Why do we have an imbalanced approach to energy efficiency?

Take for example, the recently released Advanced Energy Design Guide for Small Hospitals and Healthcare Facilities. The guide was developed by the American Society of Heating, Refrigerating and Air-Conditioning Engineers, the American Institute of Architects, Illuminating Engineering Society of North America, U.S. Green Building Council, and the U.S. Department of Energy.

With the best of intentions, these agencies brought together the brightest in the industry to shape this document. Fragmentary specialties were brought together to work as an integrated design team and -- by complementing at best or by compromising at least -- to achieve the benchmark of 30 percent in energy savings.

This was an enormous undertaking that resulted in enormous complexity. Bringing together fragmentary specialties and then trying to coalesce them on the design table is a really difficult process. But most importantly, the central focus was on energy efficiency rather than on the realization that all specialties reflect the same whole -- our human nature. When we center on human factors, integration is natural.

When we are centered on human factors, we think at new levels and have a creative approach for energy saving.

For instance, changing white light to cooler Kelvin lighting shifts the perception or skin sensation to a cooler air temperature, which allows for decreasing the cooling load.

Adjusting light levels in the morning and after lunch allows for the dimming of lights during peak load hours and takes into account the needs of the circadian system.

Use of a few vibrant colors in a space also allows for the dimming of lights while relying on the eye chromaticity channel to preserve the perception of brightness.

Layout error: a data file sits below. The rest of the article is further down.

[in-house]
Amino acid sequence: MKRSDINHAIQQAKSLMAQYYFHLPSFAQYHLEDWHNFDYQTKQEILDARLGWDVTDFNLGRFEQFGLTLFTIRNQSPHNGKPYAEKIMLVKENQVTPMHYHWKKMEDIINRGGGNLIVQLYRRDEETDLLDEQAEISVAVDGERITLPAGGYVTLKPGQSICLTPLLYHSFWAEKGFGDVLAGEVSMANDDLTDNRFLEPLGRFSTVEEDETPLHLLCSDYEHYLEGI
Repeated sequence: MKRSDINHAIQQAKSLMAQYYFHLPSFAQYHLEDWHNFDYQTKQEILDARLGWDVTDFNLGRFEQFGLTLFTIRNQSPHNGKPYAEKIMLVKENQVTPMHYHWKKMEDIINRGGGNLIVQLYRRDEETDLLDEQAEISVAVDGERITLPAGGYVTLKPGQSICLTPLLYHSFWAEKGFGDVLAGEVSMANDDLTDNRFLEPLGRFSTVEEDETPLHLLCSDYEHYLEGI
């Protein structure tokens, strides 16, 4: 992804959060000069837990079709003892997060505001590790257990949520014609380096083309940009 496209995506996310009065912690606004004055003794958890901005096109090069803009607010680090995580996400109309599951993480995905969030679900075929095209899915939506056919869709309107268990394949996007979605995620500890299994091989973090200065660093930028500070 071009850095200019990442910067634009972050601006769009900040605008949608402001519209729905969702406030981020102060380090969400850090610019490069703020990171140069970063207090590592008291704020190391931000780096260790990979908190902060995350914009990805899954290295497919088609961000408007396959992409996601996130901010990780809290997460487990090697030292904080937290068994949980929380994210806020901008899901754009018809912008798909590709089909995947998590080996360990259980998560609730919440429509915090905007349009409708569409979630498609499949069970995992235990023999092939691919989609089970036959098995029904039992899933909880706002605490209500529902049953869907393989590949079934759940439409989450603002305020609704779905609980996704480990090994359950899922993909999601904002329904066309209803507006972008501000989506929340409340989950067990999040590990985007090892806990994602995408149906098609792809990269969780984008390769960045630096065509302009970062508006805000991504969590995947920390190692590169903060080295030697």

Considerations should also include an analysis of glazing tints from a human perspective -- how the tints induce a shift in the daylight spectrum and how that shift affects people.

Optimization of the building envelope and orientation also needs to weigh the impacts on the building's occupants. When we think of a building's skin, we should see an opportunity to connect and work with nature -- rather than a shield against nature. Our whole perspective shifts when we are centered on human factors and healthiness.

Can we have a truly balanced approach to energy efficiency?

Yes, and like Antoine de Saint-Exupéry's "Little Prince," we can observe nature and apply, we can use common sense and apply, and we can use new technology for our humanity.

It's time to include the right brain in our work to solve the energy crisis.

In his book "The Master and His Emissary: The Divided Brain and the Making of the Western World," Iain McGilchrist details how the left and right brain provide different perceptions of the world, and how in the West, the dominant perception is leaning increasingly toward the brain's left hemisphere, rather than swinging like a pendulum between the two halves to create a balance.

McGilchrist describes the left brain as analytical, detail-oriented and holding our survival skills, while the right brain sees context, is relations-oriented and holds the abilities to see "the whole" as well as the interconnectedness of things. The author also warns that the left brain is a specialist in denial and like a sleepwalker will amble oblivious to danger toward the abyss.

With energy efficiency, the hope is that we will wake up before the free fall and as the pendulum swings to the right, we have a moment of opportunity to balance and center our measures on human factors and healthiness.

Milena Simeonova is an architect and lighting designer whose consulting practice specializes in the intersection of design, technology and human factors in lighting.

Lighting images courtesy of Milena Simeonova.